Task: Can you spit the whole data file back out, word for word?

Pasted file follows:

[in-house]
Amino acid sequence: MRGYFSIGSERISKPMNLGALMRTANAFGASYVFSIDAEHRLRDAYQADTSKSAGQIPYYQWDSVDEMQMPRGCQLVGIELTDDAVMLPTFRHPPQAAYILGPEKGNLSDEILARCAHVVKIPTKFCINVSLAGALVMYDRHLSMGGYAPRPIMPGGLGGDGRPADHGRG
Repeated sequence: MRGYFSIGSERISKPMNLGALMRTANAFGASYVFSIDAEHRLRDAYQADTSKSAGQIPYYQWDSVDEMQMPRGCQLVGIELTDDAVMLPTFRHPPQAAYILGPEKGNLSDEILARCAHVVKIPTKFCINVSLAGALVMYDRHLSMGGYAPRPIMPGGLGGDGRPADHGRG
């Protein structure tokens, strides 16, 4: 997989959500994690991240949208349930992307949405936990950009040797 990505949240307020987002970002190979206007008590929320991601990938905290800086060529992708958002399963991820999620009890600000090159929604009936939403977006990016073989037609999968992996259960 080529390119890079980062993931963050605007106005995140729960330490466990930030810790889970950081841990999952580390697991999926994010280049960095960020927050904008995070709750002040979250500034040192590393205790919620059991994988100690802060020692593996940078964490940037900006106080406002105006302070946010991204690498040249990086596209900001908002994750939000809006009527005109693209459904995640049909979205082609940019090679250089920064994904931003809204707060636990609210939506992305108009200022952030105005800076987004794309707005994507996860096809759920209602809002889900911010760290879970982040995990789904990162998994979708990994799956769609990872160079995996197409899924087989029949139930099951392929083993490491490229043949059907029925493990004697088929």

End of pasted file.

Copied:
[in-house]
Amino acid sequence: MRGYFSIGSERISKPMNLGALMRTANAFGASYVFSIDAEHRLRDAYQADTSKSAGQIPYYQWDSVDEMQMPRGCQLVGIELTDDAVMLPTFRHPPQAAYILGPEKGNLSDEILARCAHVVKIPTKFCINVSLAGALVMYDRHLSMGGYAPRPIMPGGLGGDGRPADHGRG
Repeated sequence: MRGYFSIGSERISKPMNLGALMRTANAFGASYVFSIDAEHRLRDAYQADTSKSAGQIPYYQWDSVDEMQMPRGCQLVGIELTDDAVMLPTFRHPPQAAYILGPEKGNLSDEILARCAHVVKIPTKFCINVSLAGALVMYDRHLSMGGYAPRPIMPGGLGGDGRPADHGRG
């Protein structure tokens, strides 16, 4: 997989959500994690991240949208349930992307949405936990950009040797 990505949240307020987002970002190979206007008590929320991601990938905290800086060529992708958002399963991820999620009890600000090159929604009936939403977006990016073989037609999968992996259960 080529390119890079980062993931963050605007106005995140729960330490466990930030810790889970950081841990999952580390697991999926994010280049960095960020927050904008995070709750002040979250500034040192590393205790919620059991994988100690802060020692593996940078964490940037900006106080406002105006302070946010991204690498040249990086596209900001908002994750939000809006009527005109693209459904995640049909979205082609940019090679250089920064994904931003809204707060636990609210939506992305108009200022952030105005800076987004794309707005994507996860096809759920209602809002889900911010760290879970982040995990789904990162998994979708990994799956769609990872160079995996197409899924087989029949139930099951392929083993490491490229043949059907029925493990004697088929």